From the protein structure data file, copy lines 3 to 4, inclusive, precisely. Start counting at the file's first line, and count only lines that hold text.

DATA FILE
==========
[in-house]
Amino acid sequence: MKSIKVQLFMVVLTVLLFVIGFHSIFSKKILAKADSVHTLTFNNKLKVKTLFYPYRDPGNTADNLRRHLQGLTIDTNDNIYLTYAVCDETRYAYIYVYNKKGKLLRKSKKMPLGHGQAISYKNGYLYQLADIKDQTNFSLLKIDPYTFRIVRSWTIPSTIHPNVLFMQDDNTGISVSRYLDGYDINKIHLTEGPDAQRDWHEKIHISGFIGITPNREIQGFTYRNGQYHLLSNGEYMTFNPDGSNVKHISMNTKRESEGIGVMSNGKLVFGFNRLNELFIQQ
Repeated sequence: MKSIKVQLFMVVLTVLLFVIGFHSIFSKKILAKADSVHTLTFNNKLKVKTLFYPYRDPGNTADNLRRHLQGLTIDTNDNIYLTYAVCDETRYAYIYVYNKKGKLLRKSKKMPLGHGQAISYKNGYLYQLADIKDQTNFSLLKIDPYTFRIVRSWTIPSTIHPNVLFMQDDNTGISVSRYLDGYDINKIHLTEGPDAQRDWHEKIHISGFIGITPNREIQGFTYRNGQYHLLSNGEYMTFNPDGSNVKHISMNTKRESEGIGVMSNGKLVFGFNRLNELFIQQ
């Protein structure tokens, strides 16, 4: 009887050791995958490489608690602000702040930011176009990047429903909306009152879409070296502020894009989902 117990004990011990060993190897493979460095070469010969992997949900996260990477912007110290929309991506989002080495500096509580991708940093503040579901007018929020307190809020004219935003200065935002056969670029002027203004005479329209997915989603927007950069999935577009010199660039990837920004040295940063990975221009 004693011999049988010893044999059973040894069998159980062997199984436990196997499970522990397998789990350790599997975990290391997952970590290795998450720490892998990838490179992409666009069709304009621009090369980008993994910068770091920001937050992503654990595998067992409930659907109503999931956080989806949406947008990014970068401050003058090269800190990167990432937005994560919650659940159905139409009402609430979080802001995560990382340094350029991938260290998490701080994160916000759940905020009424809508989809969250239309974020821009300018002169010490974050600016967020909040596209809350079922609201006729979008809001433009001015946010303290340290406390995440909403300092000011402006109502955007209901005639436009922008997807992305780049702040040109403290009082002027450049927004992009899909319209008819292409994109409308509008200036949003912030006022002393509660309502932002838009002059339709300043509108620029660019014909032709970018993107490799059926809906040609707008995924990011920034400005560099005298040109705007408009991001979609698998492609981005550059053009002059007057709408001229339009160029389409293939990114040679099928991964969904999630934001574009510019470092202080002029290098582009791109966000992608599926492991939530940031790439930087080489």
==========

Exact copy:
Repeated sequence: MKSIKVQLFMVVLTVLLFVIGFHSIFSKKILAKADSVHTLTFNNKLKVKTLFYPYRDPGNTADNLRRHLQGLTIDTNDNIYLTYAVCDETRYAYIYVYNKKGKLLRKSKKMPLGHGQAISYKNGYLYQLADIKDQTNFSLLKIDPYTFRIVRSWTIPSTIHPNVLFMQDDNTGISVSRYLDGYDINKIHLTEGPDAQRDWHEKIHISGFIGITPNREIQGFTYRNGQYHLLSNGEYMTFNPDGSNVKHISMNTKRESEGIGVMSNGKLVFGFNRLNELFIQQ
């Protein structure tokens, strides 16, 4: 009887050791995958490489608690602000702040930011176009990047429903909306009152879409070296502020894009989902 117990004990011990060993190897493979460095070469010969992997949900996260990477912007110290929309991506989002080495500096509580991708940093503040579901007018929020307190809020004219935003200065935002056969670029002027203004005479329209997915989603927007950069999935577009010199660039990837920004040295940063990975221009 004693011999049988010893044999059973040894069998159980062997199984436990196997499970522990397998789990350790599997975990290391997952970590290795998450720490892998990838490179992409666009069709304009621009090369980008993994910068770091920001937050992503654990595998067992409930659907109503999931956080989806949406947008990014970068401050003058090269800190990167990432937005994560919650659940159905139409009402609430979080802001995560990382340094350029991938260290998490701080994160916000759940905020009424809508989809969250239309974020821009300018002169010490974050600016967020909040596209809350079922609201006729979008809001433009001015946010303290340290406390995440909403300092000011402006109502955007209901005639436009922008997807992305780049702040040109403290009082002027450049927004992009899909319209008819292409994109409308509008200036949003912030006022002393509660309502932002838009002059339709300043509108620029660019014909032709970018993107490799059926809906040609707008995924990011920034400005560099005298040109705007408009991001979609698998492609981005550059053009002059007057709408001229339009160029389409293939990114040679099928991964969904999630934001574009510019470092202080002029290098582009791109966000992608599926492991939530940031790439930087080489």